ROANOKE, VA – A project unearthing history right here in the Star City. Hidden in Plain Site launched Sunday night, giving the people of Roanoke a look at the Black experience of the past.
It’s a process that’s taken over a year to complete.
Hidden in Plain Site strives to highlight local Black history.
Founder Dontrese Brown first began the project in Richmond.
“We can’t just go into any city and just tell that story,” Brown said. “We have to work with community leaders, influencers, historians, educators to make sure we create the right narrative for this experience.”
The full project is a documentary that can be viewed by online or by a virtual reality headset.
In addition to Henrietta Lacks’ story, the documentary highlights six spots in Roanoke that have a history of systemic racism - like the Burrell Hospital, the Old Lick Cemetery, Henry Street and the Berglund Center. All important sites to the Black community in Roanoke before urban renewal in the 1950′s and 60′s.
“From an archival photo stand point to a 360 degree capture of the current site and then overlaid it with some historical context so folks will be able to orient themselves in where they are today,” Brown said.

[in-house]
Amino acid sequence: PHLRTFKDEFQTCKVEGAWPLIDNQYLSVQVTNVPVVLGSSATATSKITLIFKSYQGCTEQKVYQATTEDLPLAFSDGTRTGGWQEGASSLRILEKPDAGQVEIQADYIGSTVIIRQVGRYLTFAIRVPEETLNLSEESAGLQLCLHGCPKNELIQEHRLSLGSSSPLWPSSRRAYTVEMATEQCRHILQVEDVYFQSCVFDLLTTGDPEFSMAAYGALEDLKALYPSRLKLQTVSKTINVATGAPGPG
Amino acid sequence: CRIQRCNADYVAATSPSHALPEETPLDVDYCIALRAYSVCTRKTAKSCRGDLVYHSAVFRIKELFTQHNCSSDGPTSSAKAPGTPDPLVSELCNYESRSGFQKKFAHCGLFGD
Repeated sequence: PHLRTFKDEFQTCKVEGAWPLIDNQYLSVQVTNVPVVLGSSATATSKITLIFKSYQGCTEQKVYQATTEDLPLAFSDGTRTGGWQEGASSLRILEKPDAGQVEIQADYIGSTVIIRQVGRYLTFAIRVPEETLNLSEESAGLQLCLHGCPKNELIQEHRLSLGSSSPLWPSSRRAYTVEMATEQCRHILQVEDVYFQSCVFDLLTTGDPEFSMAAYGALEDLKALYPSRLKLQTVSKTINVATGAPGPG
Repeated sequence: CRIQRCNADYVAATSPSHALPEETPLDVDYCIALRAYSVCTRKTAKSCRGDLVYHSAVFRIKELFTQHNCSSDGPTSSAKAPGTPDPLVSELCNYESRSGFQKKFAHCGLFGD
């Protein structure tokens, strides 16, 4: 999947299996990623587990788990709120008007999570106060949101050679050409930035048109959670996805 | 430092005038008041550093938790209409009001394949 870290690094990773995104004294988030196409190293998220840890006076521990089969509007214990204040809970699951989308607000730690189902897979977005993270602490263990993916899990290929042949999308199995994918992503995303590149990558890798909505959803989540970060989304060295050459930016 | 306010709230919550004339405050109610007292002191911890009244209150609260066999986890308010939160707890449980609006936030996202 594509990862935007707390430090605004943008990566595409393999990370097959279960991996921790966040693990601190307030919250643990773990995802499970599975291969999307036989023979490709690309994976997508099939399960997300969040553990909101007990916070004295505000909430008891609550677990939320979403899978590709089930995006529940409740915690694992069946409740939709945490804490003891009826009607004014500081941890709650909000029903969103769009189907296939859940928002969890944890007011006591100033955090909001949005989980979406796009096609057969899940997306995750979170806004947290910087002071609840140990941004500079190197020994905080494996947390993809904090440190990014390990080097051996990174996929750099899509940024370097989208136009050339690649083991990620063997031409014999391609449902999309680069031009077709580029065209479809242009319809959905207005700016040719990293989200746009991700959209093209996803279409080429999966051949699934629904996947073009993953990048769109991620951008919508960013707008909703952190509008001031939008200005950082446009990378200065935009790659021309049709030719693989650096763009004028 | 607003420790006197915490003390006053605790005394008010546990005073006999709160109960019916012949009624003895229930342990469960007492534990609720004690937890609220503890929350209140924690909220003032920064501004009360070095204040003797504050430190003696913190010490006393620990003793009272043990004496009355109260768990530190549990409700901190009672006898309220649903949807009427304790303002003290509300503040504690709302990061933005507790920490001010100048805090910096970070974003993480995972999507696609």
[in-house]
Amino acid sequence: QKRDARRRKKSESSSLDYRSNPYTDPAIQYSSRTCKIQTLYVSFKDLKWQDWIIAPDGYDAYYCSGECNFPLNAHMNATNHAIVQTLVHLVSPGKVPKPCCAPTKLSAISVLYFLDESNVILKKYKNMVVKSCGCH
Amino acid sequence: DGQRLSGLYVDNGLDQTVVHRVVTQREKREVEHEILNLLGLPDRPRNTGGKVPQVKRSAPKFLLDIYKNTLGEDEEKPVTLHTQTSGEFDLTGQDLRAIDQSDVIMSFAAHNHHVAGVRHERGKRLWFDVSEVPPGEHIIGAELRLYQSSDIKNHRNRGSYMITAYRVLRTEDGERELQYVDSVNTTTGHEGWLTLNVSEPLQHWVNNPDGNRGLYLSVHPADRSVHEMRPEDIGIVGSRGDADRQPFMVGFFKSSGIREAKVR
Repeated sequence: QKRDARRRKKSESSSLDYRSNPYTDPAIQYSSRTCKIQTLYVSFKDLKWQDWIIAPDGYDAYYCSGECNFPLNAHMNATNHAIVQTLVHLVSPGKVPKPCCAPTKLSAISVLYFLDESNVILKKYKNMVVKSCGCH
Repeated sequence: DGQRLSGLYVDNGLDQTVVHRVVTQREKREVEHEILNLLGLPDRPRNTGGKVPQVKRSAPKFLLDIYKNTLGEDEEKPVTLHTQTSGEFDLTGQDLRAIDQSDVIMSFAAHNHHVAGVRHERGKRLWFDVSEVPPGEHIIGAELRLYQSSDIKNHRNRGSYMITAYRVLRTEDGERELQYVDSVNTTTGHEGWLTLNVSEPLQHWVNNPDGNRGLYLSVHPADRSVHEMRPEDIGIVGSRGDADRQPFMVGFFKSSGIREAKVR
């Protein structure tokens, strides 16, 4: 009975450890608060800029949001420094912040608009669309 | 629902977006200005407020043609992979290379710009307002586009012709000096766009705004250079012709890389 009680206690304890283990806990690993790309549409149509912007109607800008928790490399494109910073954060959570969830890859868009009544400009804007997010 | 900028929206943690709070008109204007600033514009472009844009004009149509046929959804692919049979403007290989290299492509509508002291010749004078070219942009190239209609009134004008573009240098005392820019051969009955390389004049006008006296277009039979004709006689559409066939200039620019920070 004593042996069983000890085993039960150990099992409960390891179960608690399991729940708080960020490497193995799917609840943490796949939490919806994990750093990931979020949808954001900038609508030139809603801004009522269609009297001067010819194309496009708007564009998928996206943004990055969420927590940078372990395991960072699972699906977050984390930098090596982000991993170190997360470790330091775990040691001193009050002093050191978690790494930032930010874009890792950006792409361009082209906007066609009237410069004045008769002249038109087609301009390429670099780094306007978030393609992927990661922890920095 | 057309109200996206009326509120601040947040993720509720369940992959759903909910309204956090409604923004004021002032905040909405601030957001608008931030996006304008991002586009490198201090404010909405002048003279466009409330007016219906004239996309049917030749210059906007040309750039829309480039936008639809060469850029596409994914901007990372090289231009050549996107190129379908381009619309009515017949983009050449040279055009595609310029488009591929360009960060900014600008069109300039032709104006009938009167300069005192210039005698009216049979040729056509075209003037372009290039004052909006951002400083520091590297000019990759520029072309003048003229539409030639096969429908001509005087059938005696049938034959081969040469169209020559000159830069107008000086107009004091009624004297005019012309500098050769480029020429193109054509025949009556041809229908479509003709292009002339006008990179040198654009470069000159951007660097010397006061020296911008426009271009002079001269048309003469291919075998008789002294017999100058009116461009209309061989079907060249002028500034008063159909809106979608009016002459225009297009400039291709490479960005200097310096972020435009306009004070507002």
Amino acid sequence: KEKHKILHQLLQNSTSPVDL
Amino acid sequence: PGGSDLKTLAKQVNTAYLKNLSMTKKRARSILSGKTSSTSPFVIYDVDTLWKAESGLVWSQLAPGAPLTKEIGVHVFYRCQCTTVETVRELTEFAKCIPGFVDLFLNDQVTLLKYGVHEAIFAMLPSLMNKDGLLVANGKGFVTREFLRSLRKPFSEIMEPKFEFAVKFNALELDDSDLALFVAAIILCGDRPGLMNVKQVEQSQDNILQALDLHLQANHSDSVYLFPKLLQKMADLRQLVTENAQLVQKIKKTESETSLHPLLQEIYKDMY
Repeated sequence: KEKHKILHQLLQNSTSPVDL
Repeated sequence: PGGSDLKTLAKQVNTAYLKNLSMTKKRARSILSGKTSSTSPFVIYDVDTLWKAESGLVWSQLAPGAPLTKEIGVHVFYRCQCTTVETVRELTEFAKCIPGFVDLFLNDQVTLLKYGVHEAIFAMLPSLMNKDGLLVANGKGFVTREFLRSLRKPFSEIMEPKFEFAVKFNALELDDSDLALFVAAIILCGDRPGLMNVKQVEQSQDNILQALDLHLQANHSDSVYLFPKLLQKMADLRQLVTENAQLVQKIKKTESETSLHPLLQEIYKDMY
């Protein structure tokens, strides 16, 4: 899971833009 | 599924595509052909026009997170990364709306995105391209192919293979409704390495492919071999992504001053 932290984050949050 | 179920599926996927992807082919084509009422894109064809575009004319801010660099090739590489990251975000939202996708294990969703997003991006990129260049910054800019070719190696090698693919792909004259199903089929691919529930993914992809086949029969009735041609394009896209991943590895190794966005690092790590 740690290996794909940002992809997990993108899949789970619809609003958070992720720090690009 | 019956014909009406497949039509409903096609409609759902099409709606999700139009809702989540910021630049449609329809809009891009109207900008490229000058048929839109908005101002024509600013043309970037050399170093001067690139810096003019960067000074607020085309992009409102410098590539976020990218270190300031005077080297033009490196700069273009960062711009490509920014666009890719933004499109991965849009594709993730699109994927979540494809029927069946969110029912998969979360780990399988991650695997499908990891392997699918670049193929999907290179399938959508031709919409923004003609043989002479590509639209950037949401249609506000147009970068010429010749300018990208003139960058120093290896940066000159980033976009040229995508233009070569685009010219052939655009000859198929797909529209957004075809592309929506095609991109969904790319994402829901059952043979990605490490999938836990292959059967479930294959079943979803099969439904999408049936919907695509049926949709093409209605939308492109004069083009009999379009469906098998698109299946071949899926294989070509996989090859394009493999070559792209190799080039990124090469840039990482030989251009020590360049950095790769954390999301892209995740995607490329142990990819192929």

Council member Trish White-Boyd spearheaded the initiative in Roanoke.
“We love Roanoke, it’s a beautiful city but there’s some painful history and a part of that dismal past that we have to acknowledge,” White-Boyd said.
White-Boyd hopes Hidden in Plain Site sparks conversations on how Roanoke can continue to grow and move forward. She says they are open to exploring more historical sites to expand the project in the future.
“There are a lot of things we left. We had to stop somewhere. We chose 6 sites but sounds like we have room for more,” White-Boyd said.
If you didn’t get the opportunity to come out Sunday don’t worry, there are still two more opportunities to view the project. One showing is at Grandin Theatre and the August 16 and the other is at the Jefferson Center on September 28.
They also plan to unveil a bronze statue to Henrietta Lacks on October 4, the day declared in her honor by Governor Glenn Youngkin.